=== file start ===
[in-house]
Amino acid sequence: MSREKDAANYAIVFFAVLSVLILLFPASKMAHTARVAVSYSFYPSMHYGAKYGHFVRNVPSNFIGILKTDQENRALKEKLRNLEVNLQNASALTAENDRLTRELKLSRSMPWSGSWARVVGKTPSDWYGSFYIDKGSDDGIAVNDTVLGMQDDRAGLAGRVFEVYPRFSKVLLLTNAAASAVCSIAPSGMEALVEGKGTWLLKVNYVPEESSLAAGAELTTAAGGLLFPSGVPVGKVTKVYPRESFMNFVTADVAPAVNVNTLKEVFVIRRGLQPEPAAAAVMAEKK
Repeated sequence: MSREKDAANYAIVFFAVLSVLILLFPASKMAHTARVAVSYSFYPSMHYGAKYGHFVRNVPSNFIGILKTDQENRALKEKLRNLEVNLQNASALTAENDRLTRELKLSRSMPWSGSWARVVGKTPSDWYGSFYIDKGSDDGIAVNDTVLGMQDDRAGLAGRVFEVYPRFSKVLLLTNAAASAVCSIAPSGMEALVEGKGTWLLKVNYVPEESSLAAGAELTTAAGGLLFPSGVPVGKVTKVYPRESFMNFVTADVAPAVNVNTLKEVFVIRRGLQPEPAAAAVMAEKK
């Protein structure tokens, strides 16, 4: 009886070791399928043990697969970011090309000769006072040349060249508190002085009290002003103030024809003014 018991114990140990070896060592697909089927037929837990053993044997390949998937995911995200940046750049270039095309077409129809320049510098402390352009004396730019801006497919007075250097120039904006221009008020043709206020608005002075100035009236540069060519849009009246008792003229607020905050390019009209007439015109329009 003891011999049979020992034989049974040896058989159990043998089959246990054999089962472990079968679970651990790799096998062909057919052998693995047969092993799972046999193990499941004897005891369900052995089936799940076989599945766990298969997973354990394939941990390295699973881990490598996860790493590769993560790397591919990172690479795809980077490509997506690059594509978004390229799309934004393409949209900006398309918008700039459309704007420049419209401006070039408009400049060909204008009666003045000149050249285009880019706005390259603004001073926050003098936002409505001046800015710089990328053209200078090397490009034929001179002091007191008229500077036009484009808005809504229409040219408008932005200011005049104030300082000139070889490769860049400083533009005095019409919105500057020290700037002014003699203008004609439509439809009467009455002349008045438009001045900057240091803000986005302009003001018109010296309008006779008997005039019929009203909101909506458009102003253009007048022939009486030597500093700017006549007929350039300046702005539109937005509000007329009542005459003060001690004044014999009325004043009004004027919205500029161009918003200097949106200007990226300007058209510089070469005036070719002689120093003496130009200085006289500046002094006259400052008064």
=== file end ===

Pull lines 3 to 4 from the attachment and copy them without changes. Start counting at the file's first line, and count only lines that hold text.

Repeated sequence: MSREKDAANYAIVFFAVLSVLILLFPASKMAHTARVAVSYSFYPSMHYGAKYGHFVRNVPSNFIGILKTDQENRALKEKLRNLEVNLQNASALTAENDRLTRELKLSRSMPWSGSWARVVGKTPSDWYGSFYIDKGSDDGIAVNDTVLGMQDDRAGLAGRVFEVYPRFSKVLLLTNAAASAVCSIAPSGMEALVEGKGTWLLKVNYVPEESSLAAGAELTTAAGGLLFPSGVPVGKVTKVYPRESFMNFVTADVAPAVNVNTLKEVFVIRRGLQPEPAAAAVMAEKK
């Protein structure tokens, strides 16, 4: 009886070791399928043990697969970011090309000769006072040349060249508190002085009290002003103030024809003014 018991114990140990070896060592697909089927037929837990053993044997390949998937995911995200940046750049270039095309077409129809320049510098402390352009004396730019801006497919007075250097120039904006221009008020043709206020608005002075100035009236540069060519849009009246008792003229607020905050390019009209007439015109329009 003891011999049979020992034989049974040896058989159990043998089959246990054999089962472990079968679970651990790799096998062909057919052998693995047969092993799972046999193990499941004897005891369900052995089936799940076989599945766990298969997973354990394939941990390295699973881990490598996860790493590769993560790397591919990172690479795809980077490509997506690059594509978004390229799309934004393409949209900006398309918008700039459309704007420049419209401006070039408009400049060909204008009666003045000149050249285009880019706005390259603004001073926050003098936002409505001046800015710089990328053209200078090397490009034929001179002091007191008229500077036009484009808005809504229409040219408008932005200011005049104030300082000139070889490769860049400083533009005095019409919105500057020290700037002014003699203008004609439509439809009467009455002349008045438009001045900057240091803000986005302009003001018109010296309008006779008997005039019929009203909101909506458009102003253009007048022939009486030597500093700017006549007929350039300046702005539109937005509000007329009542005459003060001690004044014999009325004043009004004027919205500029161009918003200097949106200007990226300007058209510089070469005036070719002689120093003496130009200085006289500046002094006259400052008064």